Wednesday, 10 June 2015

Are we winning the battle to save sea turtles?

We have come a long way since early conservationists started with many beleaguered nesting sea turtle populations in the middle to the late part of the 20th Century. Nesting turtles are now protected in many countries around the world, there are now very few large legal harvests, and many populations, such as the one we study in Ascension Island have begun to recover incredibly well.

Leatherback sea turtle released from fishing net. Pic: Tim Collins, WCS

I feel that the level of awareness of sea turtle conservation and goodwill towards this charismatic animal group is at an all-time high. This is down to a tremendous cadre of people (many thousands) who work tirelessly for turtles across the globe. Sea turtles are a good news story and cause for ocean optimism. There is, of course, still work to be done.

The challenge now, is to look after turtles in the sea as the main threat to sea turtles is in incidental capture in fisheries (bycatch). There has been much focus on large-scale driftnets, longlines and trawlers and a great deal of progress made. Recently it has become ever more apparent that because of where they operate and their very large numbers that coastal and inshore fisheries are responsible for very high levels of bycatch. It may be that each vessel does not catch many, but when scaled up their impact can be substantial e.g. in Peru.

Illegal trawlers in Conkouati-Douli National Park.  Pic: Tim Collins, WCS

To effect change, however, fishers need to be engaged in the process. As a case in point, I outline a current Darwin Initiative Project we are supporting in Conkouati-Douli National Park in the Republic of Congo, Central Africa. The park plays host to important populations of elephants, chimpanzees and lowland gorillas but also has important aggregations of nesting olive ridley and leatherback sea turtles and humpback dolphins. These are co-located with impoverished people living in coastal areas who have high degree of fisheries dependence and limited alternative livelihood opportunities. There is a modest degree of turtle bycatch, but perhaps of greater concern is the much larger effort associated with unregulated trawl fisheries who are a source of conflict with the artisanal fishers and has an, as yet, unassessed impact on marine turtles.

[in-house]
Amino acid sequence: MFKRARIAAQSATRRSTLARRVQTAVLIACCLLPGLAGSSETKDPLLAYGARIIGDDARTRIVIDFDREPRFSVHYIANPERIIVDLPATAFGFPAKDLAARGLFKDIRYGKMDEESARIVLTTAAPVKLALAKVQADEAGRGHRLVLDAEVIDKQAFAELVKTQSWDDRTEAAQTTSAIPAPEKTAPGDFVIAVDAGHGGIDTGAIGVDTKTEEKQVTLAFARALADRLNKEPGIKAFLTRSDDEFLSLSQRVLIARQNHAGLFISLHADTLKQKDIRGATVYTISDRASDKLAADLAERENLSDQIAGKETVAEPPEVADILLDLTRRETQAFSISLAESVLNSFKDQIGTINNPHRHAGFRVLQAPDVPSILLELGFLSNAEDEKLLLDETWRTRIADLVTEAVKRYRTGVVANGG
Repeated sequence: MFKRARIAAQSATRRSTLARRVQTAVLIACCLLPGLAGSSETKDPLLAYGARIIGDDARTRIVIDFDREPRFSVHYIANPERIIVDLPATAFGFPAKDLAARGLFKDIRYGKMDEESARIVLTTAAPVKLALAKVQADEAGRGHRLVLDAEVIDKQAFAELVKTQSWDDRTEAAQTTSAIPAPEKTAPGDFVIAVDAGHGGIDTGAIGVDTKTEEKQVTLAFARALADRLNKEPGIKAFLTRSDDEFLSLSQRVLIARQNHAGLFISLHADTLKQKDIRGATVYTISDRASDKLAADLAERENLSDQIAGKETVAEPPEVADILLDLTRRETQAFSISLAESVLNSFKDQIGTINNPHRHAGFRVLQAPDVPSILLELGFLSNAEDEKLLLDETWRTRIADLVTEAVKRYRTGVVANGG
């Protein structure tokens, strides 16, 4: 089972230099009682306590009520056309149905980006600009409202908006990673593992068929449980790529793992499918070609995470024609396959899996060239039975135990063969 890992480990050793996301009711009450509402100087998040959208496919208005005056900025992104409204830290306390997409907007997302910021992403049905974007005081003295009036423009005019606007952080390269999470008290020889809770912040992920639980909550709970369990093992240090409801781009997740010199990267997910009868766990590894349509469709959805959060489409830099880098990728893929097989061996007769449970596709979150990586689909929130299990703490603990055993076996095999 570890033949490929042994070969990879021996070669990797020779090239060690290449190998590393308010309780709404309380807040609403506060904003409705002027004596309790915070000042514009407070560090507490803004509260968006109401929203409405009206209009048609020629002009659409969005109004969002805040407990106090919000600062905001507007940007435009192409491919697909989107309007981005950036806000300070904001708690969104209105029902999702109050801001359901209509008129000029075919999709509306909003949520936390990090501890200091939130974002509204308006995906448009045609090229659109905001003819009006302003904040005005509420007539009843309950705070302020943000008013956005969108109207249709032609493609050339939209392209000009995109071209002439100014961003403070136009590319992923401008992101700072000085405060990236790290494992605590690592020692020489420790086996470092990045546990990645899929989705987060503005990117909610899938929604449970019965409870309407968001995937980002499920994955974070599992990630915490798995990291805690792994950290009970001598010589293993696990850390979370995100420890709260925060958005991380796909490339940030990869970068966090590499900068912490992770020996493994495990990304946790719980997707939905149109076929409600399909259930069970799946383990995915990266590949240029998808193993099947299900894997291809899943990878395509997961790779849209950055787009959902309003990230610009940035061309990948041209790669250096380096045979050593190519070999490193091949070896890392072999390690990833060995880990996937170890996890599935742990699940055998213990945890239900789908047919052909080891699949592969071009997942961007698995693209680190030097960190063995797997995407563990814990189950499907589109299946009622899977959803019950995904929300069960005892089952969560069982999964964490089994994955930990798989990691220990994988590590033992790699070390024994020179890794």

Fishermen in Conkouati-Douli National Park. Pic: Tim Collins, WCS

Using a participatory approach, artisanal fishers are volunteering to carry GPS trackers to map their activities in high resolution, allowing us to assess their footprint, possible bycatch interaction hotspots and integrate their needs into future marine spatial planning for marine protected areas that can have maximum benefit to biodiversity (and ultimately fisheries as a result of spillover) with minimal cost to stakeholders. These data will hopefully feed into the development of a marine plan similar to that in neighbouring Gabon, which is also of global importance for marine turtles, which has recently announced a new network of marine parks that will comprise 23% of its EEZ.

Olive ridley sea turtle in Conkouati-Douli National Park. Pic: Brendan Godley

Although the well demonstrated threats of direct take, habitat loss and degradation may still be of concern to some populations, and we must consider emerging threats such as climate change and marine plastic pollution, artisanal and small scale fisheries is the key area on which I believe we must focus our efforts. A more coherent ecosystem based approach is undoubtedly important. Moreover, progress in this regard is crucial to sustain the livelihoods of many millions of coastal people who are so dependent on the sea for nutrition and employment. 

Brendan Godley is the Professor of Conservation Science/Director of the Centre for Ecology & Conservation at the University of Exeter. Follow Brendan on Twitter @BrendanGodley